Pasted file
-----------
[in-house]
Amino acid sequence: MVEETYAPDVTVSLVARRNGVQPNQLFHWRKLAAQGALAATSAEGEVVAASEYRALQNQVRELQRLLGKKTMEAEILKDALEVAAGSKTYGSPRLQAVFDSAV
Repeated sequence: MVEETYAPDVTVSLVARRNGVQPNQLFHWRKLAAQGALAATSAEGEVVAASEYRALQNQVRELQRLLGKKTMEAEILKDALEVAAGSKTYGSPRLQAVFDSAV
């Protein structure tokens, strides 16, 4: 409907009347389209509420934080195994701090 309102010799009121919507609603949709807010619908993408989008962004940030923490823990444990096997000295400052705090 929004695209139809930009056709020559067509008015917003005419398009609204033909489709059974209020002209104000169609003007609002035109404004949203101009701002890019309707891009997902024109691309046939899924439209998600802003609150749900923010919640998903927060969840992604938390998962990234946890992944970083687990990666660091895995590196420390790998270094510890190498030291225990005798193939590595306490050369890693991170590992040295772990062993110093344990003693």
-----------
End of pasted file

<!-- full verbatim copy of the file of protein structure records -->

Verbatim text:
[in-house]
Amino acid sequence: MVEETYAPDVTVSLVARRNGVQPNQLFHWRKLAAQGALAATSAEGEVVAASEYRALQNQVRELQRLLGKKTMEAEILKDALEVAAGSKTYGSPRLQAVFDSAV
Repeated sequence: MVEETYAPDVTVSLVARRNGVQPNQLFHWRKLAAQGALAATSAEGEVVAASEYRALQNQVRELQRLLGKKTMEAEILKDALEVAAGSKTYGSPRLQAVFDSAV
């Protein structure tokens, strides 16, 4: 409907009347389209509420934080195994701090 309102010799009121919507609603949709807010619908993408989008962004940030923490823990444990096997000295400052705090 929004695209139809930009056709020559067509008015917003005419398009609204033909489709059974209020002209104000169609003007609002035109404004949203101009701002890019309707891009997902024109691309046939899924439209998600802003609150749900923010919640998903927060969840992604938390998962990234946890992944970083687990990666660091895995590196420390790998270094510890190498030291225990005798193939590595306490050369890693991170590992040295772990062993110093344990003693």